News Flash From the Future: What Will Journalism Look Like?

With newspapers’ traditional business model in free fall, the top media minds at global design firm IDEO (designer of the Apple mouse, consultant to Fortune 500 companies) were asked to imagine: How will we get our news after the traditional model falls apart? Here's their answer.

everythingisilluminated1 Illustrations by Tom Manning for IDEO | Photographs by Nicolas Zurcher with IDEO

THE ONCE PROFITABLE NEWS INDUSTRY IS TEETERING ON THE BRINK. The recession has battered advertising. Dailies are folding. Printing the New York Times for a year costs twice as much as sending every subscriber a free Kindle. The Daily Show is a more trusted source than network news. And consumers have been marginalized in media dialogue about how to save journalism.

Yet how we define and experience news can—and should—change for the better, if we ground ourselves in what people really need and want. The next four pages showcase two environments that put the future of news in the context of our daily lives. In these scenarios, we see that information has become even more personalized and hyperlocal—and, paradoxically, more communal, participatory, and global. Journalism is more like having a conversation. People speak with unique voices, take ownership of content, and establish credibility, which in turn enables strong communities in which news can thrive. Anything that's notable to a person in a particular moment and place becomes newsworthy.

This future journalism is less beholden to current models of production, distribution, and advertising support—but nimble brands still find ways to thrive. Formerly obscure companies, like Google, Facebook, YouTube, and Wikipedia—now household names—are joined by other powerful companies in a network of touchpoints that lets us find the information we want as soon as we want it. News is supported by a web of contributions from consumers, for-profits, nonprofits, distribution partners, and other entities. Rather than eschewing risk and possible failure, brands (at least the ones that endure) shift from a top-down model of centralized distribution to become incubators for journalistic experiments.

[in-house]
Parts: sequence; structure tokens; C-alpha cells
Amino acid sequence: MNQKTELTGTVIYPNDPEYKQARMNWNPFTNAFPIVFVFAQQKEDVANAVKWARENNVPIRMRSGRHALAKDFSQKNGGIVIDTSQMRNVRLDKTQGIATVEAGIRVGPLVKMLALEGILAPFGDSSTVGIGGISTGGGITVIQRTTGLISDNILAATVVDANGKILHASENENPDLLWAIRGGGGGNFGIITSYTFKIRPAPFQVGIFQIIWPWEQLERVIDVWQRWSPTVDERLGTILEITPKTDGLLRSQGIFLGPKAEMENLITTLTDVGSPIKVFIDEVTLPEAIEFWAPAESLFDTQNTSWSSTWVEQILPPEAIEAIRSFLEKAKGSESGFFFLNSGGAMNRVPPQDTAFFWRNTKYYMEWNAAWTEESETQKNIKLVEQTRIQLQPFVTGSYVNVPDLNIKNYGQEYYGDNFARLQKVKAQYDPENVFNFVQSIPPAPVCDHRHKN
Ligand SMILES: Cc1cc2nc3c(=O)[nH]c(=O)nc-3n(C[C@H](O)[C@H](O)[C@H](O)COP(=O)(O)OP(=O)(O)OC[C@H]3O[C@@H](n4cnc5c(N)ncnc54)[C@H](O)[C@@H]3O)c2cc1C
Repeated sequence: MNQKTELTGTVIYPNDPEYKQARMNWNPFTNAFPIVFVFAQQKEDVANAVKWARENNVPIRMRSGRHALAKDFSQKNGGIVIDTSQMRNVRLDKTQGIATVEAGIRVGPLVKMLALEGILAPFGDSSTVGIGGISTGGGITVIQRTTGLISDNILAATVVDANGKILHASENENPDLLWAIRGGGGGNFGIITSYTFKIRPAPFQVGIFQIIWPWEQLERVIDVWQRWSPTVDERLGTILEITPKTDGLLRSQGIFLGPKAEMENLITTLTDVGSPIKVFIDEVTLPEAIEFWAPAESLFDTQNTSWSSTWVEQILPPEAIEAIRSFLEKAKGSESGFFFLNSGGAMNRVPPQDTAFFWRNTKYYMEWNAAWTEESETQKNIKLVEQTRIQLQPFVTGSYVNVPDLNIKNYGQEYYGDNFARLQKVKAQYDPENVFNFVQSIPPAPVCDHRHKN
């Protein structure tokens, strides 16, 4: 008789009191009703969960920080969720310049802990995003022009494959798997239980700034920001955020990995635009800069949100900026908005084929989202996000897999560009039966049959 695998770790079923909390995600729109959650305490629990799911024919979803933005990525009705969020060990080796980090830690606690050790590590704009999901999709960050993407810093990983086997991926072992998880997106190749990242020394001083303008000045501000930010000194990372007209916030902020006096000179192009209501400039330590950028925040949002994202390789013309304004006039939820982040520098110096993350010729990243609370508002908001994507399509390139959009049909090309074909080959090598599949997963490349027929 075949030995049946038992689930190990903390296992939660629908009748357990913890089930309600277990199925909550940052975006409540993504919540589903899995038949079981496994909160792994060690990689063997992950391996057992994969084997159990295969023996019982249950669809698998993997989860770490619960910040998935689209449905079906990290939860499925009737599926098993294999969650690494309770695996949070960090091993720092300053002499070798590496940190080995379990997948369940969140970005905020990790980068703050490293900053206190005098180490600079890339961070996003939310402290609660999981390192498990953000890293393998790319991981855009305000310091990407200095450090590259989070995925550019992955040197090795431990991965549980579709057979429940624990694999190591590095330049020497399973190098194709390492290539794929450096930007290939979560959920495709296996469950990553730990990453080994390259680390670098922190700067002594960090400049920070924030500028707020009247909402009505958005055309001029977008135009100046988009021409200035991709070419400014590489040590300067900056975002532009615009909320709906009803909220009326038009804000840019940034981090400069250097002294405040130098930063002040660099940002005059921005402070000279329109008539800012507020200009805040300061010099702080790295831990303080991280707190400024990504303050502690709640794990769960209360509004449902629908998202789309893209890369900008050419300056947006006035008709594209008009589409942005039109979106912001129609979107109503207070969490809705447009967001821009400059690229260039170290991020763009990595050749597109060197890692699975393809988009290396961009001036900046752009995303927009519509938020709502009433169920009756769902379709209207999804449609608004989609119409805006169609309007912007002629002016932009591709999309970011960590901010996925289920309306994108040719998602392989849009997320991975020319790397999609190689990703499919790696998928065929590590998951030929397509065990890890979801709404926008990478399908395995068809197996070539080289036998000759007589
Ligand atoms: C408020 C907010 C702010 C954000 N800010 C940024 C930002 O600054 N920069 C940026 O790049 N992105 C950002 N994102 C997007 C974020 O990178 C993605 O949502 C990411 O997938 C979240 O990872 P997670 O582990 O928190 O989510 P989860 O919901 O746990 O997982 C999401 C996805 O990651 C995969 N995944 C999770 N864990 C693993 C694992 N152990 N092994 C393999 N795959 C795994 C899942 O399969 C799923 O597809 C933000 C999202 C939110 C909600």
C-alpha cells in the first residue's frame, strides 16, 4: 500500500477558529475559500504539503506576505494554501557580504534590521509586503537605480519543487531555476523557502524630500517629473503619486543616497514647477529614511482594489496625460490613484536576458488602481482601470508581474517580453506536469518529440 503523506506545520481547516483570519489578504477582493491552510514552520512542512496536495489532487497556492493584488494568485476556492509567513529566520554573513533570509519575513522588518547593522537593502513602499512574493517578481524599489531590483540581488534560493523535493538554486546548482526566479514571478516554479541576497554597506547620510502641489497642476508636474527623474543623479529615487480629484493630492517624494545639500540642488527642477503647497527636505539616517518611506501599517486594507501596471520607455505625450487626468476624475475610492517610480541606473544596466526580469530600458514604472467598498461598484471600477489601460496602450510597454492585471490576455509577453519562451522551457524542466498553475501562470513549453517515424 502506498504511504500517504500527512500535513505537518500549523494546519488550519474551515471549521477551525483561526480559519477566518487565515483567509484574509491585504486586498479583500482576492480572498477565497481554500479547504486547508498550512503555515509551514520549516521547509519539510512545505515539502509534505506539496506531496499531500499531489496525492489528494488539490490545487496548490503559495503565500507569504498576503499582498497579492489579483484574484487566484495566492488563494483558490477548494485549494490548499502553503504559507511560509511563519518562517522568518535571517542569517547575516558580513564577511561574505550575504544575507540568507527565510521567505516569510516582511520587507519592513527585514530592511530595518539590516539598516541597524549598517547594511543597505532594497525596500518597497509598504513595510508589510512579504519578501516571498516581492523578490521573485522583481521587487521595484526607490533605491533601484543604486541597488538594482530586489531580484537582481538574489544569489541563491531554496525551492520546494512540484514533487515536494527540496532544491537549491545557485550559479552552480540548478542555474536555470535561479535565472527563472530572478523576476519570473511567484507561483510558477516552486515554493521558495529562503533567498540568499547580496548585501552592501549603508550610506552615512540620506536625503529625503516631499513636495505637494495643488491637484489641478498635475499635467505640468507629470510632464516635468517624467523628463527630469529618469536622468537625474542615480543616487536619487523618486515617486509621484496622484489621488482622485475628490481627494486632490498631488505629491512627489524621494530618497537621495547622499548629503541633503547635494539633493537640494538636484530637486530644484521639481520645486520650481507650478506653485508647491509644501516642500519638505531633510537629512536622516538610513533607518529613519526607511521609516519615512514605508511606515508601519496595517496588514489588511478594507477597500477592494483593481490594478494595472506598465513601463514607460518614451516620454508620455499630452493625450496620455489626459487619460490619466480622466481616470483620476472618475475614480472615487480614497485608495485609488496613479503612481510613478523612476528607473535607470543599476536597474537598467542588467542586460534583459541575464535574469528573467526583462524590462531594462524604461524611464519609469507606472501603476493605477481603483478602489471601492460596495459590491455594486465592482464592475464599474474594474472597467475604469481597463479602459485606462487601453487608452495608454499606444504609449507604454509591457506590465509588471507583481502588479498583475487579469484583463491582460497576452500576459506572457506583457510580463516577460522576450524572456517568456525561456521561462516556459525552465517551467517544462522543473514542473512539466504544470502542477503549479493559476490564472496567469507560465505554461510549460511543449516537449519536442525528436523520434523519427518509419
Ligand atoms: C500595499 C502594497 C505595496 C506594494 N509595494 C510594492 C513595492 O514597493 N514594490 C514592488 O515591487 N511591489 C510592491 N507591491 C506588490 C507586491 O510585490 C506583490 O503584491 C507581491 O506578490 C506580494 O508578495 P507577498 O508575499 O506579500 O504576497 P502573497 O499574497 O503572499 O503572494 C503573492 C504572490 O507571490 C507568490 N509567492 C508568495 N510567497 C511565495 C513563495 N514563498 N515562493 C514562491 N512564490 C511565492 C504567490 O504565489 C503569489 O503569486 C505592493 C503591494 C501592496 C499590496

Everything is Illuminated

Peer into the future and imagine the landscape of information that could be available to you. When connected to high-speed, wireless Internet, two people looking at the same street could access completely different information. One might call up postings for nearby school events, while the other might opt to see news about a campaign to fix local sidewalks following the last earthquake. Users could add to this cloud of news right from where they stood, or from anywhere else with network coverage. This customized mix of news feeds could include the local, international, social, personal—or just plain weird.

feedyourmindFeed your mind: This highly contextual network can provide real-time information from countless feeds and filters. A far cry from today's mobile RSS feeds, the network lets you blog live, trace a history, find a clue, follow a trail, or even uncover a mystery.

Screen capture: Your video-enabled mobile device will become an enhanced lens on the world, thanks to a combination of high bandwidth, location-specific information, tremendous processing power, and ultrasmart image processing.whatsoldisnew

What's old is new: Depending on your interests, you'll be able to browse through various histories of wherever you find yourself. How did this street look on VJ Day? When was the last time Radiohead played down the road?


everythingisilluminated2

Crystal-ball culture: Predictive analysis follows us everywhere, and it's created by more than the major data crunchers (Google, Microsoft, and government agencies). Every time you trash a restaurant or alert the San Francisco Bicycle Coalition about an accident, you contribute to the collective foresight: That restaurant probably won't be very good. You really shouldn't be near this intersection on Thursday nights under a sliver moon.embellishmentwelcome